PORT OF SPAIN — United National Congress candidate for the Chaguanas West by-election Khadijah Ameen said yesterday she will not be distracted by the results of an Express poll showing her opponent Jack Warner leading her by 25 per cent, claiming that other polls show that the UNC is ahead.
Warner, interim political leader of the Independent Liberal Party, is also the former member of Parliament for the area.
Yesterday, the Express published a poll it had commissioned, conducted by local company Solution by Simulation.
Solution by Simulation had also conducted a similar poll during the run-up to the Tobago House of Assembly election in January.
It had been the first publicly-published poll to predict a People’s National Movement victory in Tobago and the only poll to predict a PNM landslide. Eleven seats had been declared for the PNM, with the remaining declared too close to call at that time.
For the Chaguanas West by-election, 302 likely voters were interviewed by telephone for the period July 16-18. The poll has a margin of error of 5.8 per cent.
Warner and the ILP garnered 48 per cent of the support, followed by Ameen and the UNC with 23 per cent. The undecided vote accounted for 26 per cent and the PNM had three per cent, while the other three candidates had a negligible impact.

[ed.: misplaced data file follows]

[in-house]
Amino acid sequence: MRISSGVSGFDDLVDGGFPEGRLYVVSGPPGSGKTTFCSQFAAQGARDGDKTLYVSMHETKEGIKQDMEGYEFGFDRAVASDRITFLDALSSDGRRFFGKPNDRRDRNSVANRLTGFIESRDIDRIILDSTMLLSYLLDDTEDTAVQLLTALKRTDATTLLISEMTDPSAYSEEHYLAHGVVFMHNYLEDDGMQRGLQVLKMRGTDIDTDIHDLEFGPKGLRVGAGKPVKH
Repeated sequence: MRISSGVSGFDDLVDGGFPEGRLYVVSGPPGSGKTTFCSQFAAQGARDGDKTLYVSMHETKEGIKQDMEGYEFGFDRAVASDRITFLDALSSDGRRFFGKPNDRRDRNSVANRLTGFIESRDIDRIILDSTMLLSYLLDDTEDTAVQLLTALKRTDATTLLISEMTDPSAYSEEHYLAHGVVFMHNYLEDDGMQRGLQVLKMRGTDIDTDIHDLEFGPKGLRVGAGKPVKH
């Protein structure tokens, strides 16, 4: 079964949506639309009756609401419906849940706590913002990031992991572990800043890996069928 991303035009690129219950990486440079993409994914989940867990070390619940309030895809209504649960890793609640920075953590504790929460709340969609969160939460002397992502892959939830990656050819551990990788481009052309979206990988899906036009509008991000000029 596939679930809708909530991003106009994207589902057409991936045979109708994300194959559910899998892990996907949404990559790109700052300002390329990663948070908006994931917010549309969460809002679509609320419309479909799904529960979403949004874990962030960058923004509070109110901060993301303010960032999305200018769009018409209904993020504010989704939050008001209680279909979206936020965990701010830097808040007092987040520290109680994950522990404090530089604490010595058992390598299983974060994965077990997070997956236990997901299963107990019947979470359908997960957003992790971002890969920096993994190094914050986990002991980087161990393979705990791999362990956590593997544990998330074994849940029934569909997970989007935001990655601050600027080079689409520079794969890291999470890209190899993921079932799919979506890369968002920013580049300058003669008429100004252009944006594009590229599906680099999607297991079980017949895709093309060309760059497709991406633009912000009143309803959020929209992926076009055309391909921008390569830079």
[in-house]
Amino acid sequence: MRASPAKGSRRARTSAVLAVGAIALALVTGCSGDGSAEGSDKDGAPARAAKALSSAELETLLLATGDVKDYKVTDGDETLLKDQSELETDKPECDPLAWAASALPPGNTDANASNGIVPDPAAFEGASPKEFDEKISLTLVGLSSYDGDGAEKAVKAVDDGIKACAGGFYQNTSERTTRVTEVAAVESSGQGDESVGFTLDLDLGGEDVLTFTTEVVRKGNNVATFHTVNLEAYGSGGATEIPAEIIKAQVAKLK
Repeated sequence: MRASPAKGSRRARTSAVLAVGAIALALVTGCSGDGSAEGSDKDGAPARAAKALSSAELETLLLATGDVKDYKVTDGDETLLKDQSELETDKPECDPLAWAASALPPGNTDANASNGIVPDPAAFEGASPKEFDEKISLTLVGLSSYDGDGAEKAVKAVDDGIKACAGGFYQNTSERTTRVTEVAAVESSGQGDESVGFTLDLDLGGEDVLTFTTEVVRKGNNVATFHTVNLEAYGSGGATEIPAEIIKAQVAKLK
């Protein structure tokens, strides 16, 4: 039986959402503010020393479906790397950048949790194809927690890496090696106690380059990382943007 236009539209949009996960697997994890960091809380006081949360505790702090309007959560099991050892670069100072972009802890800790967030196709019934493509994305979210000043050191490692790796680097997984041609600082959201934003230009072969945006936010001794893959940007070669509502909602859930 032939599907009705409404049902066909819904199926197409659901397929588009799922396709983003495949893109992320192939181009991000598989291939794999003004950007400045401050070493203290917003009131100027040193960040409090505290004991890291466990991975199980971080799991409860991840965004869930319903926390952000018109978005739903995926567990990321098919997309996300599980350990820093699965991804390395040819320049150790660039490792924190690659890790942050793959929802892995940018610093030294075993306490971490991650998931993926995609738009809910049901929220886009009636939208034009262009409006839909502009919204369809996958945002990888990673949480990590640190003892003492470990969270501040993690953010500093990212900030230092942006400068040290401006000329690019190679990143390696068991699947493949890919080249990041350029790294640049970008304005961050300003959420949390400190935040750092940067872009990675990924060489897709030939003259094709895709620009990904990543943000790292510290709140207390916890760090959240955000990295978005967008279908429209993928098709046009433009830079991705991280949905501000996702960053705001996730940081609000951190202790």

“I am not distracted by the results of the poll, others show we are way ahead. When I walk on the ground I am looking at the responses. In the first week, people were cold and unwilling, but they are warming up; there are people who say they are undecided and I make it a point to go back to them,” Ameen told reporters after morning service at Devi Temple, Vays Hindu Complex, Caroni Savannah Road, Chaguanas.
Ameen, Prime Minister Kamla Persad-Bissessar and several cabinet ministers attended worship on the invitation of Maha Sabha secretary general Sat Maharaj.
Maharaj assured the government of his and the temple’s support and blessed Ameen, Persad-Bissessar and their colleagues.
“I didn’t go into detail in the article, but there are some other polls with very different findings,” said Ameen. “In polling there is a degree of error. You sampled 300 out of 30,000. Different polls target different audiences — Internet, phone, various recreational spots in community. One by one, the support is continuing to come. I am seeing also in areas where the former MP had a lot of support a lot of families are coming back to the UNC.” (Express)
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